Film Review – Those Who Kill: Shadow Of The Past

Those Who Kill: Shadow Of The Past

Directed by: Birger Larsen

Starring: Jakob Cedergren, Laura Bach, Simon Kvamm

Two and a half stars

Review by: Julian Wright

Take the number of recent television cop shows, calculate how many seasons each one has aired for and take into account how many episodes per season. That’s a lot of detective work and police sleuthing. Any film that takes on the overly familiar police procedural storyline would have to come up with something pretty special to stand out from any given weeknight’s TV programming.

Despite being a follow on from a television series with the same name (think what they did with The X-Files series and films), the difference between this cinematic effort and Law and Order, CSI, NCIS (the list goes on) is the foreign language. Reading subtitles while watching a cop and a psychiatrist solve grizzly murders is the only novel value in this retread of familiar cop show clichés. In fact, shave a few time-consuming clichés from this film and it could easily slip into an hour time slot during prime time.

Just after he hands in his resignation to leave the Copenhagen police force, legal psychiatrist Thomas Schaeffer (Jakob Cedergren) is put on his last case with his partner detective Katrine Ries Jensen (Laura Bach) in which a man has shot and killed the driver and several passengers of a public bus. Thomas begins to recognise the criminal behaviour – the crime scene resembles the graphic sketch of a disturbed former patient Kristian (Simon Kvamm) who was recently released from a ridiculously short prison term for throwing a young woman off a bridge and killing her. But there are more sketches and the killings will continue unless he is stopped.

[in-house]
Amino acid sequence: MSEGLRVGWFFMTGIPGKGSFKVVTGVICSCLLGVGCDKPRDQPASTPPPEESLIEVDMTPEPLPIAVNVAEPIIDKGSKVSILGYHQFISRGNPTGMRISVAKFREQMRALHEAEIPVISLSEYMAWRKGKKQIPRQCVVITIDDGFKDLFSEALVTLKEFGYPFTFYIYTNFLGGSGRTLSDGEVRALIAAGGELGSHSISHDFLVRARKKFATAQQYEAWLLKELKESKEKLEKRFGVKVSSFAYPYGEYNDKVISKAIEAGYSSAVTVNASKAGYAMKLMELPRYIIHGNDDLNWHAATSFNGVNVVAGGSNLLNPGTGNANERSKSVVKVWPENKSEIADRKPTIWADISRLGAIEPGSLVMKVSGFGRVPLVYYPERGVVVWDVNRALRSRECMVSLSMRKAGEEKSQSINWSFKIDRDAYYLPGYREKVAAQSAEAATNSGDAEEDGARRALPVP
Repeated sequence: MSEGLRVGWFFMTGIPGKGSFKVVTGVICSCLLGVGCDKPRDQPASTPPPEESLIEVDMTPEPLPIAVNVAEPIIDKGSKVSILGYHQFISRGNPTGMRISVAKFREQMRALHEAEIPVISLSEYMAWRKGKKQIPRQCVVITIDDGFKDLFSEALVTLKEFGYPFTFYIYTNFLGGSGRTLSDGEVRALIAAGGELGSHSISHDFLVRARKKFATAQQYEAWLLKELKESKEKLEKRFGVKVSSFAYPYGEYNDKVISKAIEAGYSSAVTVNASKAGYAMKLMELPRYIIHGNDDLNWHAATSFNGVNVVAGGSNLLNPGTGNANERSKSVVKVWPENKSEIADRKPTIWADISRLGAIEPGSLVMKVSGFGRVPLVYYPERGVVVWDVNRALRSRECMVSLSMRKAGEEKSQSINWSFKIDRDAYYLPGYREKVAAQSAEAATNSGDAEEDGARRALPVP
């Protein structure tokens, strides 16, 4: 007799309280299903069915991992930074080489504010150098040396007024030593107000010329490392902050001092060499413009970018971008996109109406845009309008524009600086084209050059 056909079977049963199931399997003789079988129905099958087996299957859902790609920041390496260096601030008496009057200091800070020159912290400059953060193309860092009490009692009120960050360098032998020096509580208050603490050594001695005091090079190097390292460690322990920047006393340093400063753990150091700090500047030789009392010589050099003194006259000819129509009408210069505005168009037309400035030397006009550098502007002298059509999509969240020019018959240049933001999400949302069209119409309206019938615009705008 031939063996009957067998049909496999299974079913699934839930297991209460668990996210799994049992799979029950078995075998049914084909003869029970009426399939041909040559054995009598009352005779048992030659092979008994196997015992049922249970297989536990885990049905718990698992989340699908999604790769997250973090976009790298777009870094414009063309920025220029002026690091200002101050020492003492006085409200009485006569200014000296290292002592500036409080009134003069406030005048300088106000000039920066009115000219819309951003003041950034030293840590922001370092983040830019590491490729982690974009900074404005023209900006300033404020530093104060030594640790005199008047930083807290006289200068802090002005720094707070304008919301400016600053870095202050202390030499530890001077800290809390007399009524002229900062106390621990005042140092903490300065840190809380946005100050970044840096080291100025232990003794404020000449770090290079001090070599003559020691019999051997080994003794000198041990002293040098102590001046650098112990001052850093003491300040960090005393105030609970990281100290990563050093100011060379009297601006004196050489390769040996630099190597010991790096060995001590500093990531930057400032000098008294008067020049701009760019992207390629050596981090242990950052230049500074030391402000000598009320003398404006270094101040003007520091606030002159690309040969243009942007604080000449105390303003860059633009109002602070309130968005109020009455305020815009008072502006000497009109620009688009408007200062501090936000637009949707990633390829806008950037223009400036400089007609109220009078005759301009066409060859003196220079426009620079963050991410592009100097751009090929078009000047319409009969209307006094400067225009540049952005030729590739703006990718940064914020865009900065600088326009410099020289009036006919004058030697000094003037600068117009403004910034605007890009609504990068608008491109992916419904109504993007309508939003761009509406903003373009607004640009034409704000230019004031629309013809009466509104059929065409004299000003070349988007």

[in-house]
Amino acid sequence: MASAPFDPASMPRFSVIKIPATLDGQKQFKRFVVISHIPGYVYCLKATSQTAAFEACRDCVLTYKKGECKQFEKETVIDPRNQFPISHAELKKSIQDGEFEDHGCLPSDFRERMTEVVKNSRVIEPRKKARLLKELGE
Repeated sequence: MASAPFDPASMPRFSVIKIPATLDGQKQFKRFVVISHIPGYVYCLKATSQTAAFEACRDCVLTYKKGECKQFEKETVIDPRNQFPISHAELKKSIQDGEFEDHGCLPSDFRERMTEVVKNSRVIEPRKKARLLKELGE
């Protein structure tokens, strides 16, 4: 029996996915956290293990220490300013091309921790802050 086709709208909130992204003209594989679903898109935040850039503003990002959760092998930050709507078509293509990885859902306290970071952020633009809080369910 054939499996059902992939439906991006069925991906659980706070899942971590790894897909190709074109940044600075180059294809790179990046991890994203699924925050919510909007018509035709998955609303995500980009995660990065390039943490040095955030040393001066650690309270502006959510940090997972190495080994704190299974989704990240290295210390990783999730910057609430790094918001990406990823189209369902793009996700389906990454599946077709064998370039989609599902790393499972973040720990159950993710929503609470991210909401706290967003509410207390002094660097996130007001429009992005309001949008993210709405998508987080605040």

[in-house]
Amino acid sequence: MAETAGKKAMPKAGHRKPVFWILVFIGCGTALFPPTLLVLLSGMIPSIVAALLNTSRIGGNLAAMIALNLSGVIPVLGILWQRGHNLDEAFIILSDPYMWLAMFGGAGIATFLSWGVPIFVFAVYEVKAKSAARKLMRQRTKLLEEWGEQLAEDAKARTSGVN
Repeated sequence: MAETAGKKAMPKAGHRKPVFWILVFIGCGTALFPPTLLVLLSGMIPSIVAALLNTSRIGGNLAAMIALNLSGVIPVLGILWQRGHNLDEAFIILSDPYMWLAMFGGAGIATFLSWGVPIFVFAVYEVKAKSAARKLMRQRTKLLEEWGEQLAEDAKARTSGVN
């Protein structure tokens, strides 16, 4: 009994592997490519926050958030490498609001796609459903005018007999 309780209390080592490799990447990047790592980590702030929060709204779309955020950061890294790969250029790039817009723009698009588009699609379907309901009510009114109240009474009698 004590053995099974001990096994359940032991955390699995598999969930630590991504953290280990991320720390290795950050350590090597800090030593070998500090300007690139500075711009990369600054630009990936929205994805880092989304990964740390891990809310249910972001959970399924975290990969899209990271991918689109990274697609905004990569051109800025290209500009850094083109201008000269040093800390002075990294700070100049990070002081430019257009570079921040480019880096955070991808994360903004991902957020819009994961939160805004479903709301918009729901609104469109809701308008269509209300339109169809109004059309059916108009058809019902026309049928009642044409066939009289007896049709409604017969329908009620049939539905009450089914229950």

It becomes a case of count the clichés as something more romantic between Thomas and Katrine is alluded to, Thomas’ pregnant wife and young son are targeted by the deranged killer and the suggestion that the final case will be the toughest yet. Perhaps there is something lost on audiences that did not manage to catch the 10-part 2010 series this film wraps up. It assumes we have already made a connection to these characters, played by an admittedly appealing cast, and continues to storm ahead with a plot that leaves character development in its dust. The killer is a particularly nasty one with murder scenes that rival those stomach churning ones from Se7en, but precious little time is spent expanding upon this one-dimensional villain.

The scriptwriters shoehorn a couple of neat twists into the final moments that liven up the climax, but getting to this point via a slew of familiar elements is a slog despite the zippy pace and moments of tension breaking humour. It might be suited better to a night in front of the idiot box, but as a cinematic experience, it is lacking.

Those Who Kill: Shadow Of The Past screens as part of  Revelation Perth International Film Festival on July 14.

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